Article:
The strike on Hamas
The Times Online reports that Israel carried out attacks on multiple Hamas targets in the Gaza Strip. It says that several schoolchildren were also hurt in the attack.
One perfectly aimed missile demolished the Hamas-control-led Rafah police station. But the building next door was a school and several pupils were on the street outside when a huge explosion sent shards of shrapnel and concrete hurtling in all directions. Parents rushed into the streets frantically looking for their children.
The strikes on Gaza yesterday were unparalleled. Israeli warplanes screamed in from the sea across Gaza in wave after wave, pounding at least 30 security compounds in the strip controlled by the Hamas government.
At 11.30am Israeli time, the first wave of 60 F16s screamed low over Gaza, launching rockets at 50 targets. Israeli military sources said a total of 100 missiles were fired at Hamas police stations, command centers, training bases and illicit manufacturing warehouses.
In the second wave, 20 Israeli jets returned, following up intelligence received from drones in the skies over the Strip. They launched 50 missiles aimed almost entirely at militants who had come out with makeshift rockets to hit back.
The offensive took Hamas by surprise. The Islamic fundamentalist government had expected retaliation for the 200 rockets that Hamas and other extremist groups have launched into southern Israel since a six-month truce expired earlier this month. It had believed, however, that the attack would follow an Israeli cabinet meeting today.
The US blamed Hamas for breaking the ceasefire but also called for its restoration. The AP reported that
"The United States strongly condemns the repeated rocket and mortar attacks against Israel and holds Hamas responsible for breaking the cease-fire and for the renewal of violence in Gaza," Rice said in a statement. "The cease-fire should be restored immediately. The United States calls on all concerned to address the urgent humanitarian needs of the innocent people of Gaza."
Gordon Johndroe, a spokesman for the National Security Council [said] "The message from the United States is that Hamas is a terrorist organization that is firing rockets into Israel and they fired them onto their own people as well"
IDF photos provided to the Belmont Club by email show a number of the pre-attack photos of targets planners had intended to hit. The photos are of training sites, intelligence and debriefing facilities, weapons storage areas and administrative headquarters. Some of the pictures are shown after the "Read More".
CBS News reports that Barack Obama is monitoring the situation from Hawaii. “President-elect Obama is closely monitoring global events, including the situation in Gaza, but there is one president at a time," said Brooke Anderson, Mr. Obama’s chief national security spokesperson.
It's tempting to see the attacks as kind of one time Israeli security shopping expedition where it hoped to fulfill its wish list at one stroke -- while George W. Bush was around to take the rap -- and before the political windows of opportunity closed again. Hamas knows this. The target pictures shown above depict military facilities which are completely hardened with political and diplomatic armor. Physically, they are sitting ducks.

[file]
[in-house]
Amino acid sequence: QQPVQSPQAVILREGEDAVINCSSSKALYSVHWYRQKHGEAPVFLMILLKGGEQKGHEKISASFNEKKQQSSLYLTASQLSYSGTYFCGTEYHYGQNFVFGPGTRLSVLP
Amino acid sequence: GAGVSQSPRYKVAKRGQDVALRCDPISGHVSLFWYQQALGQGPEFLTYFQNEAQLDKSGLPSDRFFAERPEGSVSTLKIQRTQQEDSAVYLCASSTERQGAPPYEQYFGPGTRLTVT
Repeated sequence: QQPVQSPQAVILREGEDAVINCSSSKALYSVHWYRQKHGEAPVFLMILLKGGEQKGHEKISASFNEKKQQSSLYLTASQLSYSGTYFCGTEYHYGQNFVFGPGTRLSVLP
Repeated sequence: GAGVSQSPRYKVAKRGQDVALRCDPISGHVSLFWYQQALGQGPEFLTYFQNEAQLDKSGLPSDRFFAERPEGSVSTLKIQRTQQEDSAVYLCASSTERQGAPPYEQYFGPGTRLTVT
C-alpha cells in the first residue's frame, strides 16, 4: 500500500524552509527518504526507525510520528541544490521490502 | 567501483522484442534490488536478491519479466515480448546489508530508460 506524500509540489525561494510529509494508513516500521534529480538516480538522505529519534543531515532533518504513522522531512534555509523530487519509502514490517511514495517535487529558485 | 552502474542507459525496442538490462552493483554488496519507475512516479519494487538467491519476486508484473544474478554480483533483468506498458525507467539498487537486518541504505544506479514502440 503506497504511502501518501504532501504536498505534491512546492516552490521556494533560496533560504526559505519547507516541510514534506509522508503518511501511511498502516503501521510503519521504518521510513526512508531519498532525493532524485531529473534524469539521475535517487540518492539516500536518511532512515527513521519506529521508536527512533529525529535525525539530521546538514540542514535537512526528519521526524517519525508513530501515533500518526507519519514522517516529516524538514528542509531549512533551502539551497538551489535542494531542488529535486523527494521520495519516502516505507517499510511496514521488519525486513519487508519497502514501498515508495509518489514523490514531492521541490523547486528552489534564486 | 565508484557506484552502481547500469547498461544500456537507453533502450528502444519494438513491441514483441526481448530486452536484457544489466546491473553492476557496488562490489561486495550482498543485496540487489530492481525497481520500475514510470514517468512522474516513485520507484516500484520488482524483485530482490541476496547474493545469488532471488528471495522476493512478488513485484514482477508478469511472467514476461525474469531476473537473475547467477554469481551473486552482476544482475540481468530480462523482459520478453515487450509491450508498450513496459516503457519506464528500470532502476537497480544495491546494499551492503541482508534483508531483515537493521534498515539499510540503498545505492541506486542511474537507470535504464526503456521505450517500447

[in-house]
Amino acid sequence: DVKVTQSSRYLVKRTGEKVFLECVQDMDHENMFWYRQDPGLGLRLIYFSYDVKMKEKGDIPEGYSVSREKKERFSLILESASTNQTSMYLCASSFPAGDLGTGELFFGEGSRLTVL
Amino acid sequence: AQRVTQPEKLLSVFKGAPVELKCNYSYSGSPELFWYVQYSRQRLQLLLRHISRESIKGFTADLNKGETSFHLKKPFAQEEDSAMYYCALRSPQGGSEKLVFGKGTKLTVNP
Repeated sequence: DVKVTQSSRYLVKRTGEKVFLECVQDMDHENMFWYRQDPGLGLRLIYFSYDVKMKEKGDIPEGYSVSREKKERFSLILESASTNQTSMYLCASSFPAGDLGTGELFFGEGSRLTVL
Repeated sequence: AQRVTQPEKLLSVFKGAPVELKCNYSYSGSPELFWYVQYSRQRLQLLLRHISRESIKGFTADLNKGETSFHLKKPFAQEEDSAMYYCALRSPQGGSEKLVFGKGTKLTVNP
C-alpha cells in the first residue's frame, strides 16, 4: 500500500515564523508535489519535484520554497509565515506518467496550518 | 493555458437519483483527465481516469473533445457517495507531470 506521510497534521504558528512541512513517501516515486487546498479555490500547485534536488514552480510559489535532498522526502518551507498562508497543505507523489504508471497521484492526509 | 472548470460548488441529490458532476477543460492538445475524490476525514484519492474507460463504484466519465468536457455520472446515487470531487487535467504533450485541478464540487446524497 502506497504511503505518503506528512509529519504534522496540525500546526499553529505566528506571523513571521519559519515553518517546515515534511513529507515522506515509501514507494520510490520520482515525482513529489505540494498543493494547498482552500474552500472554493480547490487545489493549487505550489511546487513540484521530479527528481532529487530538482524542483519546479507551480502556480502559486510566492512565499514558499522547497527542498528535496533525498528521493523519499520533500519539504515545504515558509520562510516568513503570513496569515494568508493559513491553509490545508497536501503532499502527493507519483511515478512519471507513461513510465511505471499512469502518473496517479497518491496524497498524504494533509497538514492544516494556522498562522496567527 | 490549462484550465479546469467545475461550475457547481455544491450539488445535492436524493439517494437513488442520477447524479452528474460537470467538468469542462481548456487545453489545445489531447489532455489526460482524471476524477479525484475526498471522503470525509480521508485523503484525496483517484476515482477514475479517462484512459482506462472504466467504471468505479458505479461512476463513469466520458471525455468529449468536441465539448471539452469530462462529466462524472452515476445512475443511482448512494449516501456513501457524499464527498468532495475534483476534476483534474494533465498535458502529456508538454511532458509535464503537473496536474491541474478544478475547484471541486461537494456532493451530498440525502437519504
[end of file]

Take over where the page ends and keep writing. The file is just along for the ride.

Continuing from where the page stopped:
The BBC's reporter in Gaza actually followed the strikes from his balcony 20 meters away from the target. "I have witnessed one of the compounds - which is 20m [yds] away from my house - I was standing on the balcony and I have seen the Israeli airplanes hitting the place. Some of my balcony was damaged and my kid was injured. Many people were injured inside their houses today. ... Gaza has no shelters, it has no safe places. The Hamas security compounds are in the middle of the city - it's not the kind of place where you see compounds outside the cities."
The only shelter the BBC man -- and the people of Gaza had -- was the precision strike capability of the IDF.
Obama seems content to play along; and the phrase "there is one president at a time" can conveniently mean "don't blame me". But however damaging the attacks have been, they will not change the basic dynamic. Israel and Hamas are at war, though no one will admit it, and sooner or later, probably during the first months of BHO's term, Hamas will retaliate. And the war will continue, however the diplomats avert their eyes to its existence, because wars have the unhappy tendency to continue until one side loses and the other wins.
I visited Sderot a couple of years ago very briefly. There's a storage area behind the local police station where they keep all the Kassam fragments they recover. I took the "hi mom" video below. You can see the Kassam remnants piled up behind me and the market storefront that had been taken out by a hit the day before. That was a little after the 8/2005 mark on the chart showing the numbers of rockets fired from Gaza per month. It was easy for me to be breezy on the video; I didn't have to live there. If one had to take the kids to school with those rockets coming down consistently, there might well be a demand for the authorities to do something. What does restraint mean in that context? Is it killing an equal or proportionate number of people on the other side or attempting to eliminate the attack capability of Hamas?
The Kassam weather chart below (courtesy of Wikipedia)